Make unions fight for workplace safety!

The Tory government is setting England on course for a gamble with Covid-19. The labour movement is not well-placed to second-guess scientists. But we must step up our fight for the social measures we’ve long been campaigning for, and which are known to alleviate the spread of Covid. On 1 July the editor of the British Medical Journal (BMJ) responded to the appointment of Sajid Javid as health minister with a list of demands. Those included: • Proper financial support for those who need to isolate. • Invest in ventilation. • Make FFP3 masks mandatory for all staff treating patients with...

BEIS strike from 19 July (John Moloney's column)

Our outsourced worker members at the government Department for Business, Energy and Industrial Strategy (BEIS) will strike for three days, from 19 July. These are workers who’ve had to come into work throughout the pandemic, despite the buildings they service being mostly empty. They’re fighting for increased pay, a bonus for having worked through lockdown, and annual leave entitlement owed from last year. On 14 July we’ll get the result of our ballot of cleaners and toilet attendants in Royal Parks, who’re resisting potential job cuts and who want party of terms with those who work direct for...

Workers’ control for safety at work

Over fifteen thousand (15,263) working-aged people have died of Covid-19. Employers have registered just 387 as work-related deaths. That is just one example of the extraordinary efforts the boss class has made to deny and minimise workplace transmission. In fact, at most of the high points in the pandemic indoor, social mixing has mostly been at work, or at someone else’s workplace — shop, place of education, public transport, hospital, or care-home. A lot of household to household transmission of the virus must have happened in a workplace, and a large number of those dead workers must have...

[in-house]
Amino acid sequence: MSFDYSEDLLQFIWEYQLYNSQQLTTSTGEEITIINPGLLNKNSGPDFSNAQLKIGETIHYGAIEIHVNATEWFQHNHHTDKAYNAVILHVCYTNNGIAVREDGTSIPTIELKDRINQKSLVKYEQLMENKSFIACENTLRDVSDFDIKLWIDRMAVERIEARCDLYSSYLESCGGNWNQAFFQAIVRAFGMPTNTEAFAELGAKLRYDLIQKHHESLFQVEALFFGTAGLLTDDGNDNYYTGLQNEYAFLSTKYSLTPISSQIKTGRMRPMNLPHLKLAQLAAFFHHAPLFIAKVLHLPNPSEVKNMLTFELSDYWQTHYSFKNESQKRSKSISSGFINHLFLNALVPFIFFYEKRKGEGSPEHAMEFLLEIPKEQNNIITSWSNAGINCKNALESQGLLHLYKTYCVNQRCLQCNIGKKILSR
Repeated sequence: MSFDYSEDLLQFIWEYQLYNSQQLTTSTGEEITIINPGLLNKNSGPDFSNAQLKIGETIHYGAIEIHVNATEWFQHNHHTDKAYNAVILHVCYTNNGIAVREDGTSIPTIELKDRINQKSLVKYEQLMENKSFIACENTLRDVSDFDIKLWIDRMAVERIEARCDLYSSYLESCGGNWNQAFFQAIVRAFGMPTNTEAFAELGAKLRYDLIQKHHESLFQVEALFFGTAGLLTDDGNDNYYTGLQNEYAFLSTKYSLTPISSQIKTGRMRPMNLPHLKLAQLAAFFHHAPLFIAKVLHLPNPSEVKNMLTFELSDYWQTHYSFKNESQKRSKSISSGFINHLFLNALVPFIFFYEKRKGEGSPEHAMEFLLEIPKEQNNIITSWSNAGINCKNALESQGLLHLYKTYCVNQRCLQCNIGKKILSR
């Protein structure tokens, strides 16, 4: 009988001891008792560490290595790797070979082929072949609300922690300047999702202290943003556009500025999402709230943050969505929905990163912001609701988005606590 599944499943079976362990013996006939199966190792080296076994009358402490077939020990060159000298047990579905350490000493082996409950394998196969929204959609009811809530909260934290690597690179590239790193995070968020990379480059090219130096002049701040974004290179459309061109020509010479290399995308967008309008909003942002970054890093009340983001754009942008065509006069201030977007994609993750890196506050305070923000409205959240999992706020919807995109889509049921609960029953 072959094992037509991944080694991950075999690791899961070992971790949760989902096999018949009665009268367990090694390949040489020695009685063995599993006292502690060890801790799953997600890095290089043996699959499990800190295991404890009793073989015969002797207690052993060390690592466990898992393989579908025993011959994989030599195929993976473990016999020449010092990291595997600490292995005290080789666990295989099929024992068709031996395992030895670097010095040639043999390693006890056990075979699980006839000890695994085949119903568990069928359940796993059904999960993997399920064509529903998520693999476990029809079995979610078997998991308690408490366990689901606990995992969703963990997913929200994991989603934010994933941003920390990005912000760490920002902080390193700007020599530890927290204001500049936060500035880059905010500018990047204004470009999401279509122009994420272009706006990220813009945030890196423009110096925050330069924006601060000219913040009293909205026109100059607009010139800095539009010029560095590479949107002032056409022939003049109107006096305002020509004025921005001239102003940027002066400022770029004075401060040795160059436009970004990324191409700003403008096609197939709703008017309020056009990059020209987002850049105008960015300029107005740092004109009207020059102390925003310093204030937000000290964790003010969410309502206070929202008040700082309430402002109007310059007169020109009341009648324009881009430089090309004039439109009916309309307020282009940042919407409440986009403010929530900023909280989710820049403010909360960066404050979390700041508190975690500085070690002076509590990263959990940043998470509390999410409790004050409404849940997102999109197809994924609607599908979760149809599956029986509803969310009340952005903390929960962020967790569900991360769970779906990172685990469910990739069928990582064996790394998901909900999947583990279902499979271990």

Link outsourced workers' disputes

The union has now made a formal complaint to the Cabinet Office about the treatment of our reps in the Driver and Vehicle Licensing Agency (DVLA) Swansea. It’s increasingly clear that the strikebreaking campaign is, if not originating with management, certainly endorsed by them. The anti-strike, back-to-work petition was even tweeted by the DVLA’s official Twitter account. I’m pushing for the union to coordinate three outsourced workers’ disputes which are developing concurrently. On 29 June, we’ll get the result from a ballot of outsourced workers in the Department for Business, Energy, and...

DVLA out again 5 July (John Moloney's column)

Our campaign at the Driver and Vehicle Licensing Agency (DVLA) complex in Swansea increasingly looks like becoming a long and bitter dispute. The union is in it for the long haul and it’s certainly necessary here. The next selective action strikes will be on Monday 5 July, Wednesday 7 July and Friday 9 July We still don’t know who pulled the plug on the deal that was on the table a few weeks ago and which could have settled the dispute. All the signs suggest it was Grant Shapps, the transport minister. MPs have asked questions in Parliament about who withdrew the deal, and he’s simply refused...